When we compare bookstore sales to total retail sales in November, we find bookstore sales did better than the market as a whole. November total retail sales were $347,688 billion, up 6.4% over November 2006.

However, retail sales for the year to date were up 4.1% compared to the 0.8% for bookstores.

As always, remember the Census Bureau figures do not include "electronic home shopping, mail-order, or direct sale" or used book sales.

Sunday, January 20, 2008

Edward Albee's Decree

While I was running errands on Saturday, I wore my Sony S2 Walkman so I could listen to NPR's Morning Edition. I heard an interview that indicated Edward Albee will no longer give professional theater companies permission to stage his Zoo Story alone. He now insists that it can only be staged as the second act in his play Peter and Jerry.

Zoo Story was Albee's first play, written in 1958 when he was just 30. It tells the story of two men who meet on a bench in New York's Central Park. Peter's a married publishing executive and Jerry describes himself as a "permanent transient." The play explores themes of loneliness and isolation.

This isn't the first time Albee's tinkered with Zoo Story. In 1981 he wrote a parody of it called Another Part of the Zoo for a gay benefit. That effort was not well received by the critics.

In 2003, the Hartford Stage wanted to produce Zoo Story, but needed to fill out the stage bill. They commissioned Albee to write another one-act play. To their surprise, Albee came back with a prequel to Zoo Story that he called Homelife. Hartford Stage produced the two plays as one play called Peter and Jerry during their 2004 season.

“They’re still two plays,” Albee told Entertainment Connecticut Central magazine during the play's run. “They can be performed separately. But I think of it now as one play.”

Albee has formalized his belief. Since Zoo Story is HIS play, he insists it either be performed as part of Peter and Jerry or not at all.

He still gives permission to non-professional groups like high schools and colleges to produce "Zoo Story" alone. Zoo Story is a popular choice for schools because, with just one act, it can be easily staged.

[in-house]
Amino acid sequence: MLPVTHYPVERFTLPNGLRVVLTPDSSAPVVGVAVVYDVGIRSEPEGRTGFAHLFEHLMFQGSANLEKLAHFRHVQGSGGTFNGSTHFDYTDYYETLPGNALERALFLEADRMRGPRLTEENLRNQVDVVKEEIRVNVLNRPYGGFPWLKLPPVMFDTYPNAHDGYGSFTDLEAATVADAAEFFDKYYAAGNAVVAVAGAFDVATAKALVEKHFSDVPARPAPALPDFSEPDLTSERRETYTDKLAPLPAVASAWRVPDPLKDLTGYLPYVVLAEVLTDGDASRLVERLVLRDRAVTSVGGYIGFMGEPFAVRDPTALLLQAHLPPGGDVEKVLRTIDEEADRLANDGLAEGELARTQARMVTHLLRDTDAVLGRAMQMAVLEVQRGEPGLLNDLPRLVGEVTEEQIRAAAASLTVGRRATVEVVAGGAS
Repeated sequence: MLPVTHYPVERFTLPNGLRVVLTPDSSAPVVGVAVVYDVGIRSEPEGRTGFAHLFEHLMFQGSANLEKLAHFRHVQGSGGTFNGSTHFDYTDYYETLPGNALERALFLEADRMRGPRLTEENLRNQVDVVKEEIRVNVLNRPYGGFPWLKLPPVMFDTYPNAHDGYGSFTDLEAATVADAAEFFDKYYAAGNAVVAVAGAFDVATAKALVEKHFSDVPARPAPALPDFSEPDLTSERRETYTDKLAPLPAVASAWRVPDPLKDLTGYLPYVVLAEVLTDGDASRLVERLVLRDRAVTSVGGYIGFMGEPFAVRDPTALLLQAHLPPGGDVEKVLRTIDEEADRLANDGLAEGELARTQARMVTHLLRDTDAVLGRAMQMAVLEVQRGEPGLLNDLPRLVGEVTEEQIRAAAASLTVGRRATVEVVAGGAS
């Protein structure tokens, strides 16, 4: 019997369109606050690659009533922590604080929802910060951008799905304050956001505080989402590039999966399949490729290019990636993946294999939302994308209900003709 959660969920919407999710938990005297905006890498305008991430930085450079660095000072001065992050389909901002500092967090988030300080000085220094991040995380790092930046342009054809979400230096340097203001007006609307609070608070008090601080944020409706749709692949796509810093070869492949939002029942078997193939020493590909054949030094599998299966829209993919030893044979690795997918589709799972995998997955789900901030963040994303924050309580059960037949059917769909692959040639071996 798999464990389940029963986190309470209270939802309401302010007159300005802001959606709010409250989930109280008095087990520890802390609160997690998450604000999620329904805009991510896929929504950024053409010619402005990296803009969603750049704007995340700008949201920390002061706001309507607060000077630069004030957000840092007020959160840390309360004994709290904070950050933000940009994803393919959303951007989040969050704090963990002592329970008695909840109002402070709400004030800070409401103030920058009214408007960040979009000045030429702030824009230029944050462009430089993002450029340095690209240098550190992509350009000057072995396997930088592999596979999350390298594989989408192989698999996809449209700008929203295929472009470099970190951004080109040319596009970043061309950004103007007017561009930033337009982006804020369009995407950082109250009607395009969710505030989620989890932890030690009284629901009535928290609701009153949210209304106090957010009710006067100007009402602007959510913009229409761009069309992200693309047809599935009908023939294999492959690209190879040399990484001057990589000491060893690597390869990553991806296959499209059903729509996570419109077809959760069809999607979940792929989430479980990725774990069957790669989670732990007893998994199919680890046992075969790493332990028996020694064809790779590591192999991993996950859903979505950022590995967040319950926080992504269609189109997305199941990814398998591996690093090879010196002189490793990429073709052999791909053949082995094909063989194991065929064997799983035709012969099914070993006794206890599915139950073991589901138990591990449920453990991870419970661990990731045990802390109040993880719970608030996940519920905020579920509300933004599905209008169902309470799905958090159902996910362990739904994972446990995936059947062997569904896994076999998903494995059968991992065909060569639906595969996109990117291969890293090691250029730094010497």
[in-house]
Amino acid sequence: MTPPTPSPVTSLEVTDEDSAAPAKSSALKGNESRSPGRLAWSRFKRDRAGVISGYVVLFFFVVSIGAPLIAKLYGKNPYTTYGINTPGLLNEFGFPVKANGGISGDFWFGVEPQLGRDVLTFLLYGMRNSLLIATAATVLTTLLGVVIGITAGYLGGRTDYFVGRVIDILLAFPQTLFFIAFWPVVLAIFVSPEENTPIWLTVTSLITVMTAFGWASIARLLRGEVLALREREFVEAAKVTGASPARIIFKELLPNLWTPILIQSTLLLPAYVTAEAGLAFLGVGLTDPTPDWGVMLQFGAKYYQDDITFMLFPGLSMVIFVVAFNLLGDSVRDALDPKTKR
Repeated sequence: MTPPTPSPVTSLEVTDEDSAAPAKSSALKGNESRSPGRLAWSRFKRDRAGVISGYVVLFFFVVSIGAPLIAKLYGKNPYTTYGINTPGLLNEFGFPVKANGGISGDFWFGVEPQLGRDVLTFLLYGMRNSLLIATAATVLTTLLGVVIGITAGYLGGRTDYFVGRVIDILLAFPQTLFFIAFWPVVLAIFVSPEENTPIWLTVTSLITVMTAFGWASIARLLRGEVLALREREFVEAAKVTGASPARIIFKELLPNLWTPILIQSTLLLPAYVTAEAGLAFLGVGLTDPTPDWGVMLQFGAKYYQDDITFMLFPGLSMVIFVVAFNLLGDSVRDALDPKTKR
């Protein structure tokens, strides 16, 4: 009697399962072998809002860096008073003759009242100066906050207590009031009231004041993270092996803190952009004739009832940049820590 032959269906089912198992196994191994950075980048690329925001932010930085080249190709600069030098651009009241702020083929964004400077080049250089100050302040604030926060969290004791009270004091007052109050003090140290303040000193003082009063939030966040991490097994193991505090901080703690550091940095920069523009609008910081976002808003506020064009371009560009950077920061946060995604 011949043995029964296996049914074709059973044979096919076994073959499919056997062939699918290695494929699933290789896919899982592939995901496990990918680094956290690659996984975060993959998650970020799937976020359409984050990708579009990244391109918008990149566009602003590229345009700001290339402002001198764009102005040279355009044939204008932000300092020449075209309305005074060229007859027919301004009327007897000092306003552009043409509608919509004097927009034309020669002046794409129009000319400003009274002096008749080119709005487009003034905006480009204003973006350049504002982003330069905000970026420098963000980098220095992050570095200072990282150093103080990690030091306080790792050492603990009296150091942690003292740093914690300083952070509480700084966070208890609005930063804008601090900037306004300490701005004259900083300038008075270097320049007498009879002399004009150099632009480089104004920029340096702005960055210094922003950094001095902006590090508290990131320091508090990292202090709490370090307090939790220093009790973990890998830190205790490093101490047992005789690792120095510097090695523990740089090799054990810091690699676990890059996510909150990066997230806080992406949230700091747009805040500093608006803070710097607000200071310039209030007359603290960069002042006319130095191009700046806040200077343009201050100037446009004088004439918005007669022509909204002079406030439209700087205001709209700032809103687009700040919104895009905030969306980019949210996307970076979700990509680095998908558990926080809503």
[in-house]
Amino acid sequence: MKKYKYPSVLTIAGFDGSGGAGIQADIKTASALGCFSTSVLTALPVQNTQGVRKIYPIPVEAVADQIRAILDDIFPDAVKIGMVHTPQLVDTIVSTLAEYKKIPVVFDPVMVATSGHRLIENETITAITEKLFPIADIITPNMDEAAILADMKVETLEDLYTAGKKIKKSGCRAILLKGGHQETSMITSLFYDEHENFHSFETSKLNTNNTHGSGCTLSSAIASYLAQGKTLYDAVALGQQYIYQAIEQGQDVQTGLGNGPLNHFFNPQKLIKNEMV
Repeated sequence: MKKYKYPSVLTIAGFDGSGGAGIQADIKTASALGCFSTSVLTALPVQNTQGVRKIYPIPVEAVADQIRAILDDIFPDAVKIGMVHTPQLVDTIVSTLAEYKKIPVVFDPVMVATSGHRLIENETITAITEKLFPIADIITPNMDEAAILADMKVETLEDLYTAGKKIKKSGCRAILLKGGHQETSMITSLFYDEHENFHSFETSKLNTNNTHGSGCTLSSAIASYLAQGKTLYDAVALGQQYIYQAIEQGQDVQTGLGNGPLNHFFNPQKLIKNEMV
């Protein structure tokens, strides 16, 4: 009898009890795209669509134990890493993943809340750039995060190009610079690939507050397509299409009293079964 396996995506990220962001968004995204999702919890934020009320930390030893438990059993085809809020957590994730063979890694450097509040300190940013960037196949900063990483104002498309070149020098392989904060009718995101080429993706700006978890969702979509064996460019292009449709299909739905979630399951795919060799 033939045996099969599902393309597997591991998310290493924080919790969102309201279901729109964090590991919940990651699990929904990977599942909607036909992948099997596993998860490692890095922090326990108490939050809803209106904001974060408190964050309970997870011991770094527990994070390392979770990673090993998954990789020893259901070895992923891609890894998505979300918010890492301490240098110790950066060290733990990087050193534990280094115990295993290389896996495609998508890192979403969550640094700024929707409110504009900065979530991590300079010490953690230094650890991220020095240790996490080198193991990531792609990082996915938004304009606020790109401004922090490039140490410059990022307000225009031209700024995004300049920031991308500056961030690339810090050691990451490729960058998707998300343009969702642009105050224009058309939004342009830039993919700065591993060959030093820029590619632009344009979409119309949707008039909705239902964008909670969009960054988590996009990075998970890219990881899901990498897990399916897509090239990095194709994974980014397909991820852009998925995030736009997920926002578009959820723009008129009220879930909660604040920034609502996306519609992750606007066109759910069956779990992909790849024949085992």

Saturday Is For Play

Saturday was the start of a four-day weekend for me. The day was busy because I mixed business and pleasure. I did an online author's chat and later signed stock in a Borders in Uptown Dallas (where Bad Girl is set). I also met my good friend ML for a movie at the Magnolia Theater in Uptown. Afterward, we went across the street to the Taco Diner for Los Cabos salads and two hours of girl talk.

ML and I have been friends for more than twenty years. Around 1990, we both dropped out of the corporate world. She was a VP at a major Dallas bank when she decided to return to school for a degree in design. Shortly afterward I started graduate school for my MSW.

Got home a little while ago to find my friend Colleen here tagged me to reveal six random things about myself, and then to tag six others.

Here are the rules
  • Link to the person that tagged you
  • Post the rules on your blog
  • Share six non-important things/habits/quirks about yourself
  • Tag six random people at the end of your post by linking to their blogs
  • Let each random person know they have been tagged by leaving a comment on their website

So here goes:

1) I can't stand to put my face under water. When swimming, I use the side stroke and back stroke to keep my face out of the water.

2) I have a Beanie Baby collection. It started when my nieces were very small; I purchased the stuffed animals for them. When they outgrew the toys, I started buying them for myself. Now I only keep the ones given out by sports teams as souvenirs during games. I installed shelves around my study about eighteen inches below the ceiling and put the Beanie Babies up there in display cases. Each case contains one Beanie Baby and the ticket to the game at which it was given out.

3) My favorite color is purple. My good friend Maria Zannini, who is a very talented artist, designed a new website wallpaper for me, which prompted the banner at the top of this blog. I'm waiting for my web designer to implement it on my website--a website I've sorely neglected in favor of this blog.

4) I like most people. The only ones I am guaranteed to dislike are those who use sarcasm to be cruel and who, when called on it, claim they were just being humorous. Invariably, I find these people to be mean-spirited in other areas of their lives. I make it a practice to avoid them on principle.

5) My favorite dessert is custard--whether Mexican flan or French creme brulee, I don't care.

6) The strength in my eyes is wildly different. I wear contacts: +1.25 in the right eye and +4.00 in the left.

My turn to tag six people. In alphabetical order they are:


Saturday, January 19, 2008

Oh, Frabjous Day

I'm wearing my Sony S2 walkman yesterday afternoon and listening to the news when I hear a commercial for the network debut of Dexter, the Showtime hit cable show about a serial killer who works for the Miami Police Department. The commercial said the show's first season would begin airing on CBS in February.

I've talked about Dexter on this blog before. Go here for my first post. I fought reading the debut novel for months. The first page was a cliche and the author's penchant for alliteration made my teeth hurt.